FAQs About Children's Dental Care
At Treehouse Dental Care, we know how important your children's dental health is. Peruse the dentistry FAQs below for everything you need to know about children's dental care and at-home maintenance.
How do I brush my children's teeth properly?
The first step is to choose a good toothbrush. Children should use a toothbrush with a small head and soft bristles. Choosing toothpaste that contains fluoride is also important for your children's dental care routine. Brushing at least 2-4 minutes, at least twice a day, is recommended. Read our step by step guide for brushing teeth and our recommended toothpaste brands.
How should I floss my children's teeth?
The best way to clean the surface of your children's teeth is by flossing. The frequency of flossing is similar to brushing and ideally after each meal, though one time a day (before going to bed) is the minimum necessary. Making flossing fun and leading by example are good ways to get your kids involved. Read our step by step guide on how to floss.
Which is better for kids: an electric or a manual toothbrush?
Did you know that there are both manual and electric brushes for kids? Although not all electric brushes are the same, studies conclude that general electric brushes are more efficient in controlling plaque than manual brushes. Theoretically, you perform very good brushing with a regular hand brush, but the movements of an electric brush make the task easier and more effective. Read more about our comparison of electric vs. manual brushes and what brands you should consider.
How does my children's dental health affect their diet and vise versa?
We all know that sugar in high quantities can have adverse effects on your body. But did you know that sugar is the main cause of dental decay when there is bacteria present? More significant than the amount of sugar your children consume, is the frequency of consumption. Cutting down on your children's sugar intake is good for cavity prevention and overall health. Read more about foods we recommend or caution against, for maintaining oral health.
Does fluoride prevent decay for children?
Children who were born and raised in areas with natural fluoride in drinking water have fewer cavities than children in other areas. Fluoride absorbed by the body when teeth were formed (during a mother’s pregnancy to early childhood) integrates into the structure of enamel and makes it stronger. Read more about our profile on fluoride and why your child should be exposed to its benefits.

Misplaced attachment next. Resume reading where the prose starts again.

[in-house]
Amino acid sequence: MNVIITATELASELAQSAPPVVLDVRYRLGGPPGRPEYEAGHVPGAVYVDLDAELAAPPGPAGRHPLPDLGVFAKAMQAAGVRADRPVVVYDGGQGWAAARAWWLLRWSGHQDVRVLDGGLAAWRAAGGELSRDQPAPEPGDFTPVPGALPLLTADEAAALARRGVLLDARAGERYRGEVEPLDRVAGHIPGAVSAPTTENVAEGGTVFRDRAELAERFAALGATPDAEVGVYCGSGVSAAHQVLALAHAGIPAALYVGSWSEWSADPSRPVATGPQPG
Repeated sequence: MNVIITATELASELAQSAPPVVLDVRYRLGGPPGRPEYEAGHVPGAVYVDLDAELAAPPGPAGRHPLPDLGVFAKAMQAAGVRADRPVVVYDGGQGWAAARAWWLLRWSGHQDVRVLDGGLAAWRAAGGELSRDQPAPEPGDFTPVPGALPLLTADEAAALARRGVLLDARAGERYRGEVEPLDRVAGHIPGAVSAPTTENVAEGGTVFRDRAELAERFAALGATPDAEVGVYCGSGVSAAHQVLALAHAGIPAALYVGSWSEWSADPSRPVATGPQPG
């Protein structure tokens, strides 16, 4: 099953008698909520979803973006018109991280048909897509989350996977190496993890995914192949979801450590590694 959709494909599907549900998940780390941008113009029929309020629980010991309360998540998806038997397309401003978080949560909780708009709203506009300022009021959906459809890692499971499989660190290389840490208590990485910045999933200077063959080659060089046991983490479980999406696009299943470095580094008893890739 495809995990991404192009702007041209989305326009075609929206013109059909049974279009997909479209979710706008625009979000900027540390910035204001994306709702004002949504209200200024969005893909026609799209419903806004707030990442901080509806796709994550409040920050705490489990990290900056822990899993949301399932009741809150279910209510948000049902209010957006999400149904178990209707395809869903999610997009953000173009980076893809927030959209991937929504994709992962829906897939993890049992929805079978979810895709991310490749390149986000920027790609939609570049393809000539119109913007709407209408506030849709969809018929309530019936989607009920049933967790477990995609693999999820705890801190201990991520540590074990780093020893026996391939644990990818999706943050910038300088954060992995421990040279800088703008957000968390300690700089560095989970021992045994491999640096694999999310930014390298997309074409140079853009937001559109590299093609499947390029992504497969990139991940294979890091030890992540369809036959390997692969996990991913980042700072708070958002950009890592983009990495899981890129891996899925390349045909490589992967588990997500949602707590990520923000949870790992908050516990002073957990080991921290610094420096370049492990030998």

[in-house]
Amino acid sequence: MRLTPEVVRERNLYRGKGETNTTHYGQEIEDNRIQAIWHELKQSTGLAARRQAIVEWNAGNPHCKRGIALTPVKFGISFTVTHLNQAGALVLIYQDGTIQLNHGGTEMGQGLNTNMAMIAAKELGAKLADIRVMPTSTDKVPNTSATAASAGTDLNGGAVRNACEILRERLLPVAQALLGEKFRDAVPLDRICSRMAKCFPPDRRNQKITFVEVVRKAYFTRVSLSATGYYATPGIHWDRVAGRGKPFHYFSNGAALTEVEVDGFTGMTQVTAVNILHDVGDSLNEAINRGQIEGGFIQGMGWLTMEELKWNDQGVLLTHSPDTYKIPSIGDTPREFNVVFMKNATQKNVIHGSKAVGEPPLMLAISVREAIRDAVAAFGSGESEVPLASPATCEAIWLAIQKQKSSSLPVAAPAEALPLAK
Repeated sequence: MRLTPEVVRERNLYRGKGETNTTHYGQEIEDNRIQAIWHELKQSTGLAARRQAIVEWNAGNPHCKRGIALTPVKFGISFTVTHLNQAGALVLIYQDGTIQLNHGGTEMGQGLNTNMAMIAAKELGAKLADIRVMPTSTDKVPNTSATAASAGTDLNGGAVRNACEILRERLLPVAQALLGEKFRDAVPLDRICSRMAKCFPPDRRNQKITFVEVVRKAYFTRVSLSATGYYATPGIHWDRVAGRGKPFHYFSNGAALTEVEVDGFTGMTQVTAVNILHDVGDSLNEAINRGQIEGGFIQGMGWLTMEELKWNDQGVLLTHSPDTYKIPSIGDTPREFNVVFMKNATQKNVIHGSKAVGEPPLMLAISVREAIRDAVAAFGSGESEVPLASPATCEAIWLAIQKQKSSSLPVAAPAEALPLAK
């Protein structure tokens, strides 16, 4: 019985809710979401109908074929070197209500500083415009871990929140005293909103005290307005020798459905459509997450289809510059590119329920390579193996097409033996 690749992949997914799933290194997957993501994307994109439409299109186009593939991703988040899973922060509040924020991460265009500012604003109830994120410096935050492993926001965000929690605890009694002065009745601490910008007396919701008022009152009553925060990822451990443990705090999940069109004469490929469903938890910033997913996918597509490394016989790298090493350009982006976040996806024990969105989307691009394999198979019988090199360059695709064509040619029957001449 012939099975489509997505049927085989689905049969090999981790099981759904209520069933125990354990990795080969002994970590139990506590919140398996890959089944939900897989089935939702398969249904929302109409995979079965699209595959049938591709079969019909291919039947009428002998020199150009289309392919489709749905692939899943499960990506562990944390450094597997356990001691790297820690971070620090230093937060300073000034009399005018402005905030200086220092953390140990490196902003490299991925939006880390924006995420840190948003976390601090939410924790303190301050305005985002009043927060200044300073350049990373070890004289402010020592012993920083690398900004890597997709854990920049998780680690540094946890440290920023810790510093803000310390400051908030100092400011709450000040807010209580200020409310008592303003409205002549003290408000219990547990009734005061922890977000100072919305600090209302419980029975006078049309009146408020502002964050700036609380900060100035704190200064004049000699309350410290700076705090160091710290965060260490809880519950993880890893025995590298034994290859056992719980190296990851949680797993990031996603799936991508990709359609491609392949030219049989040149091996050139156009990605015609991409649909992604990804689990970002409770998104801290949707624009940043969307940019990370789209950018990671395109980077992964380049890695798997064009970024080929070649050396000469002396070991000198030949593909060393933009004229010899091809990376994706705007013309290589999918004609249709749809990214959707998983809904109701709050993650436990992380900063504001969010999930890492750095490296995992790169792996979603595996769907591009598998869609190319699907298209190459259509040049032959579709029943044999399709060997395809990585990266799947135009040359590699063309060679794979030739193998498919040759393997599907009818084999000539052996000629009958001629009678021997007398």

Can nursing or baby bottles cause decay?
Baby bottle tooth decay is the result of frequent, prolonged contact with liquids that contain sugars such as fruit juices, milk, formula or any other sweetened drinks. Human breast milk is also a contributor to baby bottle tooth decay. As the sugars break down in the mouth, bacteria starts feeding on the sugars, produce acids and cause tooth decay. If they are left untreated, decaying teeth can cause discomfort and pain in children. Read more about our tips on preventing baby bottle tooth decay.
What are dental sealants?
Sealants are thin layers of resin that are placed on the pits, fissures, and grooves of molars to prevent decay on these surfaces. They are the most effective methods of preventing decay and can help your child maintain a healthy smile. Read more about dental sealants and how your child can protect themselves against decay.
How do I care for my children's primary teeth?
Primary teeth are important to the natural development and growth of what will become your children's permanent smile. Emphasizing healthy oral habits at an early age also promotes good nutrition and encourages a positive self-image. There are some cases where baby teeth are lost too soon and a space maintainer may be recommended. Read more about space maintainers.
Is a tongue piercing safe for my kids?
Body piercing has become a popular form of body modification in today’s society. Tongue piercings are one particular procedure with high risks. Despite their popularity, it is important to know the associated risk factors with the piercing process.
There are many health risks involved with oral piercings, some including chipped or cracked teeth, blood clots, blood poisoning, receding gums or scar tissue. Your mouth is home to millions of bacteria that can easily promote infection in an oral piercing. Your tongue could swell large enough to close off your airway, it can affect your speech and can even be a danger if swallowed.